“The LEGO Serious Play was a very cool and physical way to visualize perspectives, metaphors and feelings about our experiences up to this point,” added Vaishnavi Visveswaran, a VISTA participant working at Housing Alexandria. “I was sitting with some very creative people and enjoyed the way we were encouraged to use the bricks to represent anything we so chose. … Our table used the bridge pieces a lot as a symbol of connection or transition, which I found super cool in a symbolic language sense.”

The CCE first engaged with the VHA in December. Hannah Moore, the nonprofit’s AmeriCorps VISTA program manager, was looking for a new professional development opportunity for the current cohort of 12 volunteers.

A photo of a table covered in stickers with positive affirmations written on them.
Using stickers with positive affirmations such as "I can" and "I will" in design thinking exercises boosts participants' confidence and creativity, fostering a positive and supportive environment. (Photo by Joe Mahoney)

“Because our participants are volunteers with very limited income, we try to provide high-level professional development opportunities as a benefit,” Moore said. “The CCE team was able to work with us within our budget and provide this training that I feel like only corporations are able to do. That was really amazing for us to provide to our cohort.”

The CCE team first designed a virtual session in December to focus on self-reflection and how to better understand individual and collaborative styles. After the training, the team knew there was more that could be explored together to support the VISTA participants and their mission. The CCE and the VHA have since begun an ongoing professional development partnership, designing additional courses on varied topics.

Moore praised Arton and Gilstrap for their commitment.

“Joe and Katie really took the time to understand what the VISTA program is and to recognize where our volunteers are in their career,” Moore said. “The targeted curriculum and training have been incredibly beneficial for our members. Honestly, this is the best training that I have ever been in with the VISTA members, hands down.”

A primary goal of the April session was to deepen participants’ leadership skills through critical reflection, embracing a culture where learning from every outcome — be it a success or a setback — is valued. The CCE wanted participants to understand why leadership is about listening, reflecting and adjusting based on experiences.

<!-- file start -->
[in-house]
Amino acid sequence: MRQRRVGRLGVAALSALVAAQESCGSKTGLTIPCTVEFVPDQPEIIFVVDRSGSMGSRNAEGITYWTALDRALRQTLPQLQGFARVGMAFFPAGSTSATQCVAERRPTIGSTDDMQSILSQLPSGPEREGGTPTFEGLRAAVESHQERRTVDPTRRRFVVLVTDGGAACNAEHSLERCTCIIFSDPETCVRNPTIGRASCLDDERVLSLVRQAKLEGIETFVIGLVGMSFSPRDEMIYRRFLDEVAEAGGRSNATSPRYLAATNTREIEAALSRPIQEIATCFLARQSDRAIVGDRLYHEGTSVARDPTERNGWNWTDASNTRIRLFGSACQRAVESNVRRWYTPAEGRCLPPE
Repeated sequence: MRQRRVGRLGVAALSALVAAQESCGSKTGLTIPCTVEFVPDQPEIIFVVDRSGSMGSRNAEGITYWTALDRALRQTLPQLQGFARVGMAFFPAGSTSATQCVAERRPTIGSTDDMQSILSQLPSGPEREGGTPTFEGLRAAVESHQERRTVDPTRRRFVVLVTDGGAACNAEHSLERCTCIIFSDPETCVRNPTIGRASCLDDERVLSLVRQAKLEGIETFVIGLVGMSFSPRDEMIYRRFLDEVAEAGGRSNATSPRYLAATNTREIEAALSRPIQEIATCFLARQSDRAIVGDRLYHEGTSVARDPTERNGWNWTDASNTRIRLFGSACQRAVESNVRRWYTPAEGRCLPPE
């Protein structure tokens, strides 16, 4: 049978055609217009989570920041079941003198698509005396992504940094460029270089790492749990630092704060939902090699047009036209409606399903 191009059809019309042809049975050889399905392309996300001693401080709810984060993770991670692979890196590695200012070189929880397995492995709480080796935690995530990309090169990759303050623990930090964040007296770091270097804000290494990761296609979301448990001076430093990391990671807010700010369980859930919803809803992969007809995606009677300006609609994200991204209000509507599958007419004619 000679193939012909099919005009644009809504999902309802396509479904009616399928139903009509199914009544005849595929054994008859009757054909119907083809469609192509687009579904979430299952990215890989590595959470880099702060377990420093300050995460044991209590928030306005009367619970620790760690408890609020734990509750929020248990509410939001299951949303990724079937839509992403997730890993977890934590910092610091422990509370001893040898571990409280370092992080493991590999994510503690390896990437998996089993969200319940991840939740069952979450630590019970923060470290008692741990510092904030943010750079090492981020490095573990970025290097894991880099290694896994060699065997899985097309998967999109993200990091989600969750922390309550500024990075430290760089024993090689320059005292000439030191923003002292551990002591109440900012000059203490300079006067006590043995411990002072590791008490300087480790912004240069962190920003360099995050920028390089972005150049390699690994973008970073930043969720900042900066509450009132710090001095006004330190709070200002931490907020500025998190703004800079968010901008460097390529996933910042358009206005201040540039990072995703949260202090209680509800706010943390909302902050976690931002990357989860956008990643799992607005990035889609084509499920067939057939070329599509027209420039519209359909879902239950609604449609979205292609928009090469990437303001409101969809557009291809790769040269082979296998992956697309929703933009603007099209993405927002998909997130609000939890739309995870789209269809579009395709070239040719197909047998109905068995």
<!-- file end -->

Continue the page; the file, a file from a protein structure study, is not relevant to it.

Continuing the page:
A photo of a woman holding a paper cup smiling while standing next to a table with three students sitting at it.
Katie Gilstrap, associate professor of marketing at VCU, brought the Human-Centered Design methodology to life for participants through LEGO Serious Play. (Photo by Joe Mahoney)

“An important part of the class I’m taking with me was about the importance of listening – and in the case of problem-solving, really learning what the problem is before jumping straight into solving it,” Kondzella said. “We worked through a couple discussion and drawing activities that really drove home the point of how easy it is to skip learning what the problem is in favor of brainstorming how to fix it.”

Moore noted that within the housing and homelessness space, there often are overarching – and faulty – perceptions about what is best for a community.

“With this training, our VISTA members had to learn to listen closely to one another, reminding them of the fact that this line of work is all about community development and listening to those being impacted,” she said. “Though they might be working on high-level systems on daily basis, the question that always needs to be at the forefront is, ‘how will this affect the people we’re serving?’”

Next on the calendar for the CCE and VHA partnership is a custom, in-person program scheduled for July. It will focus on salary negotiation and resilience training, to help participants prepare for career steps after VISTA.

“We are constantly looking to push the boundaries of what learning and development can achieve,” Arton said. “Our vision for the future is centered on not just advancing skills but also helping our community. It’s about more than just professional growth — it’s about uplifting each other in every way possible.”

To learn more about VCU’s Center for Corporate Education, including custom courses for organizations or offerings for individuals, visit the center’s website or email corp-ed@vcu.edu.